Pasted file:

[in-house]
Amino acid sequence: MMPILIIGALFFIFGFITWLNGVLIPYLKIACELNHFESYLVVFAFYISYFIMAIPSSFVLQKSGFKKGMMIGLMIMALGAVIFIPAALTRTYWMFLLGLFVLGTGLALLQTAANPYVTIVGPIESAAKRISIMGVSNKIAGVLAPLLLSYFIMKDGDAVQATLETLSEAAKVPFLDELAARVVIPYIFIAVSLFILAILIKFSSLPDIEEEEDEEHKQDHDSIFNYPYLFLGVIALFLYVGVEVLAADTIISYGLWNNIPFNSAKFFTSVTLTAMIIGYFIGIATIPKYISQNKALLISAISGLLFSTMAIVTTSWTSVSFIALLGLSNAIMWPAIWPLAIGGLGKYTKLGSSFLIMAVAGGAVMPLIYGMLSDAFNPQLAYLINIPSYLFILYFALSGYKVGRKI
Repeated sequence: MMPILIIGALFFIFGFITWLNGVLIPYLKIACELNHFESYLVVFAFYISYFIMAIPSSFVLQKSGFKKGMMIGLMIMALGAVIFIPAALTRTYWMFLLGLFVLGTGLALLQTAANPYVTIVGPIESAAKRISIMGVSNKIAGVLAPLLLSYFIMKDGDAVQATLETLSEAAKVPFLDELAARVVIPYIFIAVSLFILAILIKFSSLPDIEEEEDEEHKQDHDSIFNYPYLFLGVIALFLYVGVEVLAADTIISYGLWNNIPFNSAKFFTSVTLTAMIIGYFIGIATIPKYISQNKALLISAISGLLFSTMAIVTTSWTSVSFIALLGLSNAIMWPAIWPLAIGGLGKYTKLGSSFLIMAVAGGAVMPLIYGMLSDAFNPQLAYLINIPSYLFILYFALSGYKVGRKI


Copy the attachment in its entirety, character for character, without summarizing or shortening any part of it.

[in-house]
Amino acid sequence: MMPILIIGALFFIFGFITWLNGVLIPYLKIACELNHFESYLVVFAFYISYFIMAIPSSFVLQKSGFKKGMMIGLMIMALGAVIFIPAALTRTYWMFLLGLFVLGTGLALLQTAANPYVTIVGPIESAAKRISIMGVSNKIAGVLAPLLLSYFIMKDGDAVQATLETLSEAAKVPFLDELAARVVIPYIFIAVSLFILAILIKFSSLPDIEEEEDEEHKQDHDSIFNYPYLFLGVIALFLYVGVEVLAADTIISYGLWNNIPFNSAKFFTSVTLTAMIIGYFIGIATIPKYISQNKALLISAISGLLFSTMAIVTTSWTSVSFIALLGLSNAIMWPAIWPLAIGGLGKYTKLGSSFLIMAVAGGAVMPLIYGMLSDAFNPQLAYLINIPSYLFILYFALSGYKVGRKI
Repeated sequence: MMPILIIGALFFIFGFITWLNGVLIPYLKIACELNHFESYLVVFAFYISYFIMAIPSSFVLQKSGFKKGMMIGLMIMALGAVIFIPAALTRTYWMFLLGLFVLGTGLALLQTAANPYVTIVGPIESAAKRISIMGVSNKIAGVLAPLLLSYFIMKDGDAVQATLETLSEAAKVPFLDELAARVVIPYIFIAVSLFILAILIKFSSLPDIEEEEDEEHKQDHDSIFNYPYLFLGVIALFLYVGVEVLAADTIISYGLWNNIPFNSAKFFTSVTLTAMIIGYFIGIATIPKYISQNKALLISAISGLLFSTMAIVTTSWTSVSFIALLGLSNAIMWPAIWPLAIGGLGKYTKLGSSFLIMAVAGGAVMPLIYGMLSDAFNPQLAYLINIPSYLFILYFALSGYKVGRKI